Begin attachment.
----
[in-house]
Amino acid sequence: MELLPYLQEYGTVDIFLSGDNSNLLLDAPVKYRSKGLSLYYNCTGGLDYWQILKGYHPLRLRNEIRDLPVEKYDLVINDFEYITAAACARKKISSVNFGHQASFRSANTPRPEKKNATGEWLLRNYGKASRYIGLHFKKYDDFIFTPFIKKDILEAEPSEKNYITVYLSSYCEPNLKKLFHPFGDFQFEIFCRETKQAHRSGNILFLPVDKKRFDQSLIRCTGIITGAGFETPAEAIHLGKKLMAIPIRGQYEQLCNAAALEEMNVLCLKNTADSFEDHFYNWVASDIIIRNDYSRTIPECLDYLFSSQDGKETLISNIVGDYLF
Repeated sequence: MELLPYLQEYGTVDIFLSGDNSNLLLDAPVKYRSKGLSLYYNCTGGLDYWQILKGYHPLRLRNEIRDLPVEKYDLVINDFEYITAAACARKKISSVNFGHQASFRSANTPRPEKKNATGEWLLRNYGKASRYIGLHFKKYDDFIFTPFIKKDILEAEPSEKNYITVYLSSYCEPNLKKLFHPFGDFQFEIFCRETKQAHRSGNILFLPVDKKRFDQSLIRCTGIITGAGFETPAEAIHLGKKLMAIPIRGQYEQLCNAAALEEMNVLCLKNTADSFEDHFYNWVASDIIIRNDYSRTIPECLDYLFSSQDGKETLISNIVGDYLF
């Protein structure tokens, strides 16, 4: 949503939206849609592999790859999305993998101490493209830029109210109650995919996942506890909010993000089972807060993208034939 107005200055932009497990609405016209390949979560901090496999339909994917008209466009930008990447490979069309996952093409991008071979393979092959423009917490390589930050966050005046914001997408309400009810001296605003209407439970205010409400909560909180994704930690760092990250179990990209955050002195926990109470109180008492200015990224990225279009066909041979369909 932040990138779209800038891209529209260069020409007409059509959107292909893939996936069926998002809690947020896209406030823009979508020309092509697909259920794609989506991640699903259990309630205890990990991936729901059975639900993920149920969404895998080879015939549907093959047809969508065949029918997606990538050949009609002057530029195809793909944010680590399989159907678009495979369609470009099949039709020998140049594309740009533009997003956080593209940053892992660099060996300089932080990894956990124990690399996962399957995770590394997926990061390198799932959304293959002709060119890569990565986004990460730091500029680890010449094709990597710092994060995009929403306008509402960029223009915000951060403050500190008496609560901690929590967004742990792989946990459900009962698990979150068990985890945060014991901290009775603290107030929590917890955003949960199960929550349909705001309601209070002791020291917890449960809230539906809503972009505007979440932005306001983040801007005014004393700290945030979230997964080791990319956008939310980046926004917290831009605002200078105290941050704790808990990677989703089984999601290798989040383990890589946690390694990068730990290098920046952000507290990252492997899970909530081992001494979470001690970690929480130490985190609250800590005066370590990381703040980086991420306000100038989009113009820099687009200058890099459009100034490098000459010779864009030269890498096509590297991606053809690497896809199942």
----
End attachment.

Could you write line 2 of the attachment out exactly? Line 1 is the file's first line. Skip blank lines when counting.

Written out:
Amino acid sequence: MELLPYLQEYGTVDIFLSGDNSNLLLDAPVKYRSKGLSLYYNCTGGLDYWQILKGYHPLRLRNEIRDLPVEKYDLVINDFEYITAAACARKKISSVNFGHQASFRSANTPRPEKKNATGEWLLRNYGKASRYIGLHFKKYDDFIFTPFIKKDILEAEPSEKNYITVYLSSYCEPNLKKLFHPFGDFQFEIFCRETKQAHRSGNILFLPVDKKRFDQSLIRCTGIITGAGFETPAEAIHLGKKLMAIPIRGQYEQLCNAAALEEMNVLCLKNTADSFEDHFYNWVASDIIIRNDYSRTIPECLDYLFSSQDGKETLISNIVGDYLF